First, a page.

Barack Obama, meanwhile, while not as explicitly linked to a Stoic or Roman republican tradition by political commentators, has been associated with the S-word thanks to his cool and apparently unflappable demeanour.

Jodi Kantor of the New York Times, for example, has written of him in terms resonant of Epictetus: “In the way Mr. Obama has trained himself for competition, he can sometimes seem as much athlete as politician. Even before he entered public life, he began honing not only his political skills, but also his mental and emotional ones. He developed a self-discipline so complete, friends and aides say, that he has established dominion over not only what he does but also how he feels. He does not easily exult, despair or anger: to do so would be an indulgence, a distraction from his goals. Instead, they say, he separates himself from the moment and assesses.”

Obama himself has said: “I have learned that I have what I believe is the right temperament for the presidency, which is I don't get too high when I'm high, and don't get too low when I'm low".

But is this the Stoic training of a man, or the Ciceronian training of an orator – the training always to keep their cool in front of an audience, to control their stage-fright, and ultimately to master, not their emotions, but the emotions of their audience?

The Clintons, unlikely Stoics

The Clintons also lay claim to the Stoic heritage. Bill Clinton, some might remember, named Marcus Aurelius’ Meditations as one of his 21 favourite books when he opened his library in 2003. Its message, of controlling our impulses in the name of austerity and virtue, obviously goes to the heart of Clinton’s modus vivendi.

Hillary Clinton, meanwhile, has also frequently been labelled ‘stoic’ by the media, as in ‘Facing Her Doubters, Clinton Remains Stoic’ (IHT, May 8 2008).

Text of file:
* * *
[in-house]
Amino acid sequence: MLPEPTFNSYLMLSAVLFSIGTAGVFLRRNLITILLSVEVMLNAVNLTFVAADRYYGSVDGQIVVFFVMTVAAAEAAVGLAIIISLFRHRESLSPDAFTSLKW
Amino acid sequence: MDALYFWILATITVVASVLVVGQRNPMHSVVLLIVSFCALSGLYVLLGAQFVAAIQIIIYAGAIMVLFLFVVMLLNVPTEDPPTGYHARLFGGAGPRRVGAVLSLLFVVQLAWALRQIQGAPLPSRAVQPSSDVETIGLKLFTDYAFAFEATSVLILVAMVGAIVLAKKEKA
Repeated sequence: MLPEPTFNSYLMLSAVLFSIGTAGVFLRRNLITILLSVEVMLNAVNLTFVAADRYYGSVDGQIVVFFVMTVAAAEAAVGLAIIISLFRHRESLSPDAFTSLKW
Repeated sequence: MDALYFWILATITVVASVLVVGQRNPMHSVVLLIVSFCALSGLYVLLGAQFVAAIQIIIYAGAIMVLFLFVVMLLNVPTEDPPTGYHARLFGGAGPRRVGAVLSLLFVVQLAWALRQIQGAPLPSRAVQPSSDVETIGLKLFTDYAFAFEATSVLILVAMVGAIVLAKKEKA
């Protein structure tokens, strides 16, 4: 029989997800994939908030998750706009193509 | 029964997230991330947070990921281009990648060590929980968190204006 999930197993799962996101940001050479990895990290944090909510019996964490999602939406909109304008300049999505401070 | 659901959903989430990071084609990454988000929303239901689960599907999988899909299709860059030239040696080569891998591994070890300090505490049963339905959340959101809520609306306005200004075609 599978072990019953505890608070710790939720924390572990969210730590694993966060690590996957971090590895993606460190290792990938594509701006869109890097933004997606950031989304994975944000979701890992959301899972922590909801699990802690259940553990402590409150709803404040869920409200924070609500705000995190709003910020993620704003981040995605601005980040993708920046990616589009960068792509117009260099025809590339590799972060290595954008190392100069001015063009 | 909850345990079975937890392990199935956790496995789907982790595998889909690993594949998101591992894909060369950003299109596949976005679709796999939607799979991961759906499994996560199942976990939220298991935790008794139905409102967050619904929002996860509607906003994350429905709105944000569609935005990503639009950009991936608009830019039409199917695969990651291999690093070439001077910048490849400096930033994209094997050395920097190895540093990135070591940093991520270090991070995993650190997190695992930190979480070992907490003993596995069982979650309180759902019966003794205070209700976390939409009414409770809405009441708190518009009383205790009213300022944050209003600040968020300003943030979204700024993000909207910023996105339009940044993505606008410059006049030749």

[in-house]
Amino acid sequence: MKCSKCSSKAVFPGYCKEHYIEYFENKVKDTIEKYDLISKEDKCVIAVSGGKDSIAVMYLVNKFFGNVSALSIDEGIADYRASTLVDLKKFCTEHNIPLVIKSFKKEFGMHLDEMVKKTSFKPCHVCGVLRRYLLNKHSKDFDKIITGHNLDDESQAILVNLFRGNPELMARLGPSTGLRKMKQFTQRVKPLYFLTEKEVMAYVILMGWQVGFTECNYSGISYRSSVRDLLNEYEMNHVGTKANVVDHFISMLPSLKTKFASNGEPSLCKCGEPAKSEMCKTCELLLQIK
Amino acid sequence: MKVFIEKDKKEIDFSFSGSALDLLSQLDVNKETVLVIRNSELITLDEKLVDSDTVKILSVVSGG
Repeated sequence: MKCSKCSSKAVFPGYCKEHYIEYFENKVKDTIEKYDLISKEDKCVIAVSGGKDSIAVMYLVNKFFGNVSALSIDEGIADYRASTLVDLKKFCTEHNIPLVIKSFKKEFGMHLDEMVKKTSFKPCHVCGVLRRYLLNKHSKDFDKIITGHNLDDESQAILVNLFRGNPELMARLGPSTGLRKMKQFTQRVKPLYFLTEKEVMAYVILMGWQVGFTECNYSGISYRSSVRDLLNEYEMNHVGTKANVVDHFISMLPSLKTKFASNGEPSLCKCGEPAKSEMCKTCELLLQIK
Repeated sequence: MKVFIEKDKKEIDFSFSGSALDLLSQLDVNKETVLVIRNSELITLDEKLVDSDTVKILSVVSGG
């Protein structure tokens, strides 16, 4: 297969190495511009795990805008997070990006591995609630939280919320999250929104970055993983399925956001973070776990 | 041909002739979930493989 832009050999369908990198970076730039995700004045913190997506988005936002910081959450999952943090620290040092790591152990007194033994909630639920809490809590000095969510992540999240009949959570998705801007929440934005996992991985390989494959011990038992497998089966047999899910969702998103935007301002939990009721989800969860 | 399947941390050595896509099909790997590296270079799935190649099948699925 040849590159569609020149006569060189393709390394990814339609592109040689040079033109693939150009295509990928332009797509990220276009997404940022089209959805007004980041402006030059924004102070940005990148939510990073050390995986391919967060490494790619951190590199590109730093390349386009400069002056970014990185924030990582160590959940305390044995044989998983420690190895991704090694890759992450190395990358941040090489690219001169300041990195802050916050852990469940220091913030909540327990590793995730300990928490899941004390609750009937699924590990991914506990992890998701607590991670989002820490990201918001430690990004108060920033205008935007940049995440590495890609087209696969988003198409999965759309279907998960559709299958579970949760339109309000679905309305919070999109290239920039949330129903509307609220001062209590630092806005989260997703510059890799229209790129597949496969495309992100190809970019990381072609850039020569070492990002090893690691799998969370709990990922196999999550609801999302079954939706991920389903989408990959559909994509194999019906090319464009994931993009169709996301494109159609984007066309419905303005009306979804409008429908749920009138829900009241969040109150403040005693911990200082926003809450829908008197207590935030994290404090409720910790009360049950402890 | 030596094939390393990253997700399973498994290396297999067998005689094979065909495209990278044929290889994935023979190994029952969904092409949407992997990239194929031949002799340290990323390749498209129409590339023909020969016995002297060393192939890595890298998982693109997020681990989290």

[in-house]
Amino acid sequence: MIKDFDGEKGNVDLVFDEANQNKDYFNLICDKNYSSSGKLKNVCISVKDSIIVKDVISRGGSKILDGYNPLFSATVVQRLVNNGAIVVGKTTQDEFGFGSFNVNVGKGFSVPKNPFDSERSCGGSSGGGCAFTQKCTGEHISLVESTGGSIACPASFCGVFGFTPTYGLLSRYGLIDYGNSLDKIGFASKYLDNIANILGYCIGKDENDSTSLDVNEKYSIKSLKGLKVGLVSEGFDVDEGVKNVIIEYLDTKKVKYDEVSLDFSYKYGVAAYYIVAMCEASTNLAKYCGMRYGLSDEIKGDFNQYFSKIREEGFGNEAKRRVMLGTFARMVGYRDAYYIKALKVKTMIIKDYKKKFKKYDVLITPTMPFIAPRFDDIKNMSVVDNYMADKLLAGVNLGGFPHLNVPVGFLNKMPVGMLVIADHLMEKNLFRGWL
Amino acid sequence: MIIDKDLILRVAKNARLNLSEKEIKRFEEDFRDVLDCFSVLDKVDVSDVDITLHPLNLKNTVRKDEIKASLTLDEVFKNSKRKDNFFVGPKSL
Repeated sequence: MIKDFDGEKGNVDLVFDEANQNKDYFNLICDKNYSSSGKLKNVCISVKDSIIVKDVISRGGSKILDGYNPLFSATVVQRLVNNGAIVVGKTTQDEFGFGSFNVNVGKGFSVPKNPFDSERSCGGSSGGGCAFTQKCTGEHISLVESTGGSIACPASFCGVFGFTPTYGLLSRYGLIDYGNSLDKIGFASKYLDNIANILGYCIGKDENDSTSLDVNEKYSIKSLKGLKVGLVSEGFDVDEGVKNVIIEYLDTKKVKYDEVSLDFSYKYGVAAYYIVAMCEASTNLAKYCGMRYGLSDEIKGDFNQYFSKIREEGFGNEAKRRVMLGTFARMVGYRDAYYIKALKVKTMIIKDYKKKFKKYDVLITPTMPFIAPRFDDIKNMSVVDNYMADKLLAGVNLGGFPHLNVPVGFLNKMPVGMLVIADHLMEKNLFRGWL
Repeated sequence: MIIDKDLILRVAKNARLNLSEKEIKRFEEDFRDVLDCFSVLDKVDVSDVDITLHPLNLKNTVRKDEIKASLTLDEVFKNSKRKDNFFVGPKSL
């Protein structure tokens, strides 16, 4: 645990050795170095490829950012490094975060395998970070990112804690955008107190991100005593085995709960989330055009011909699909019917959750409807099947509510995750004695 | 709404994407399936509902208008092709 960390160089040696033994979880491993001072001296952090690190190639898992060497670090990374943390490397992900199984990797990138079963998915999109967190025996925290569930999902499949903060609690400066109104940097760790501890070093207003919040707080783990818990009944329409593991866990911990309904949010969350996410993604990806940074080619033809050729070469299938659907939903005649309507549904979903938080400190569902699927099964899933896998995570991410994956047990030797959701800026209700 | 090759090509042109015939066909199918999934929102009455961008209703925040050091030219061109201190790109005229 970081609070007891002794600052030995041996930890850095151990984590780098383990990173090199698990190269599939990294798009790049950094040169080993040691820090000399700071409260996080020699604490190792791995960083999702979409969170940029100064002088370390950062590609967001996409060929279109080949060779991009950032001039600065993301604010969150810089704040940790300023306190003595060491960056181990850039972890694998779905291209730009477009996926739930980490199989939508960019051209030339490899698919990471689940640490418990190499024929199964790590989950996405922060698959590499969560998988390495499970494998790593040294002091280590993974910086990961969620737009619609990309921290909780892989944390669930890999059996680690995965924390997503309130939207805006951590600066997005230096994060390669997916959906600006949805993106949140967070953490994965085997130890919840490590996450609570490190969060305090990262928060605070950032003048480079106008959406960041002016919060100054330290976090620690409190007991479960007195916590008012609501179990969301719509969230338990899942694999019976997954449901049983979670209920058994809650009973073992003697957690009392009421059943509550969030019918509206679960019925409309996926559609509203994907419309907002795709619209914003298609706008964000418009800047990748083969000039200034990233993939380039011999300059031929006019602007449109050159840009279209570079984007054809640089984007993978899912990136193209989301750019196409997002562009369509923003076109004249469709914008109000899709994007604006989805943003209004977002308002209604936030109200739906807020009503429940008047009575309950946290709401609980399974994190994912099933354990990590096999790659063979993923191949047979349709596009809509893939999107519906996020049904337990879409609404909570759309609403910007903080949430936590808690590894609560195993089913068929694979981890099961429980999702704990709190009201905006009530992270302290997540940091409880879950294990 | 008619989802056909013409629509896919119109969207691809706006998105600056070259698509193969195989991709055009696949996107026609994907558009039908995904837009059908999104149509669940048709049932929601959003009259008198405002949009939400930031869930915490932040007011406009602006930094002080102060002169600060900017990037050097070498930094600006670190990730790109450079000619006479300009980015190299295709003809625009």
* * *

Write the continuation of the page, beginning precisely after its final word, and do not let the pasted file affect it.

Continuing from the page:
Apparently, Clinton is often considered stoic because of her typically steely control of her emotions, her toughness (voters considered her the toughest Democratic candidate) and, perhaps, her quiet endurance of her husband’s marital infidelity.

In fact, the Today Show on NBC claimed that Clinton was perhaps “too stoic” in that “she doesn't reveal enough of herself” (a criticism that has also been directed at Obama). Cue Hillary’s toe-curling sobbing when asked ‘how do you do it’ by a voter in New Hampshire. Her non-Stoic tears were enough to win the voter over. “"She allowed herself to feel," the voter said. “I was surprised and I said, 'wow there's someone there.'”

Everyone’s a Stoic

But it’s not just the three main figures of the presidential campaign who are labelled Stoic. Joe Biden is, according to the Canada Gazette, ‘the stoic senator’; Rudy Giuliani was, of course, ‘stoic’ in the face of September 11; Dick Cheney was “told to look stoic” by an aide in the debates of the previous presidential campaign.

Clearly the ideal of the Stoic ruler, who holds his or her emotions in a firm grasp, still resonates in American political life. As long as the grasp isn’t too firm, and allows the occasional well-timed tear to creep out.

StoicismJules EvansComment